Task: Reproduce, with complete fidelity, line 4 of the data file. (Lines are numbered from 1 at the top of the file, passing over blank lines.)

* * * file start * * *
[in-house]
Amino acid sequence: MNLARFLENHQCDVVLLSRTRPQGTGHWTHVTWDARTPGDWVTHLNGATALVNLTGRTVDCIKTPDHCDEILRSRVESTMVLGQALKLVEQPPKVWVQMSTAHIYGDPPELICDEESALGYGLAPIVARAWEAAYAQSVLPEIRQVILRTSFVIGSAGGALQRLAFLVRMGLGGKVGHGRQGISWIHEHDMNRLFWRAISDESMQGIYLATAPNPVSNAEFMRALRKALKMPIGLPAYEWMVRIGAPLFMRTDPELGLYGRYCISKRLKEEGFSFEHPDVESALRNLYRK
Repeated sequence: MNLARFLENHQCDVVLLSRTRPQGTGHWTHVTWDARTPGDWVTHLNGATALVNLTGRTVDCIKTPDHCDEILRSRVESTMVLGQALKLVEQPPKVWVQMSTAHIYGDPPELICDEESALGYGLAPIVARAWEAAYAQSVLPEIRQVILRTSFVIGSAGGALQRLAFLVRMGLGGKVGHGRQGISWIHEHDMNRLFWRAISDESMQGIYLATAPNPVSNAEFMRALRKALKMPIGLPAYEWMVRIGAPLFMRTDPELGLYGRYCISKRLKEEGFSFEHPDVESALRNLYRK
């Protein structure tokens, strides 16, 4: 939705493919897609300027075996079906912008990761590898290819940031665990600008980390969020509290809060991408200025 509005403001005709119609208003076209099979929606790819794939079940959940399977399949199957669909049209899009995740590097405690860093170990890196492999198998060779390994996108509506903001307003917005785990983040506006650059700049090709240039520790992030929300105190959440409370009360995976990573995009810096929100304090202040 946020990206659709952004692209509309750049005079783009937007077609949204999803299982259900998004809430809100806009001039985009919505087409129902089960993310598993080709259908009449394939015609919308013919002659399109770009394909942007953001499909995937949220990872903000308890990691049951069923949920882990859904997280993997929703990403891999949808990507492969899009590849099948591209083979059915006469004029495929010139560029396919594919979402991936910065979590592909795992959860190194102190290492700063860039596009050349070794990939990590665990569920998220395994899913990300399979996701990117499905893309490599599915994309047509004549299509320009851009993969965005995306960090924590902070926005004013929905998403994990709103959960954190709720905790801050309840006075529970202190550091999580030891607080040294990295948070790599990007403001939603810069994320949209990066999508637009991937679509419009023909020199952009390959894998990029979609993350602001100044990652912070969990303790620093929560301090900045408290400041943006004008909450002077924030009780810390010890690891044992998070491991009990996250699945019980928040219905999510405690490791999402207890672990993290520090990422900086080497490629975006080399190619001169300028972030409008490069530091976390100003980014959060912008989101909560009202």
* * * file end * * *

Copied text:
């Protein structure tokens, strides 16, 4: 939705493919897609300027075996079906912008990761590898290819940031665990600008980390969020509290809060991408200025 509005403001005709119609208003076209099979929606790819794939079940959940399977399949199957669909049209899009995740590097405690860093170990890196492999198998060779390994996108509506903001307003917005785990983040506006650059700049090709240039520790992030929300105190959440409370009360995976990573995009810096929100304090202040 946020990206659709952004692209509309750049005079783009937007077609949204999803299982259900998004809430809100806009001039985009919505087409129902089960993310598993080709259908009449394939015609919308013919002659399109770009394909942007953001499909995937949220990872903000308890990691049951069923949920882990859904997280993997929703990403891999949808990507492969899009590849099948591209083979059915006469004029495929010139560029396919594919979402991936910065979590592909795992959860190194102190290492700063860039596009050349070794990939990590665990569920998220395994899913990300399979996701990117499905893309490599599915994309047509004549299509320009851009993969965005995306960090924590902070926005004013929905998403994990709103959960954190709720905790801050309840006075529970202190550091999580030891607080040294990295948070790599990007403001939603810069994320949209990066999508637009991937679509419009023909020199952009390959894998990029979609993350602001100044990652912070969990303790620093929560301090900045408290400041943006004008909450002077924030009780810390010890690891044992998070491991009990996250699945019980928040219905999510405690490791999402207890672990993290520090990422900086080497490629975006080399190619001169300028972030409008490069530091976390100003980014959060912008989101909560009202």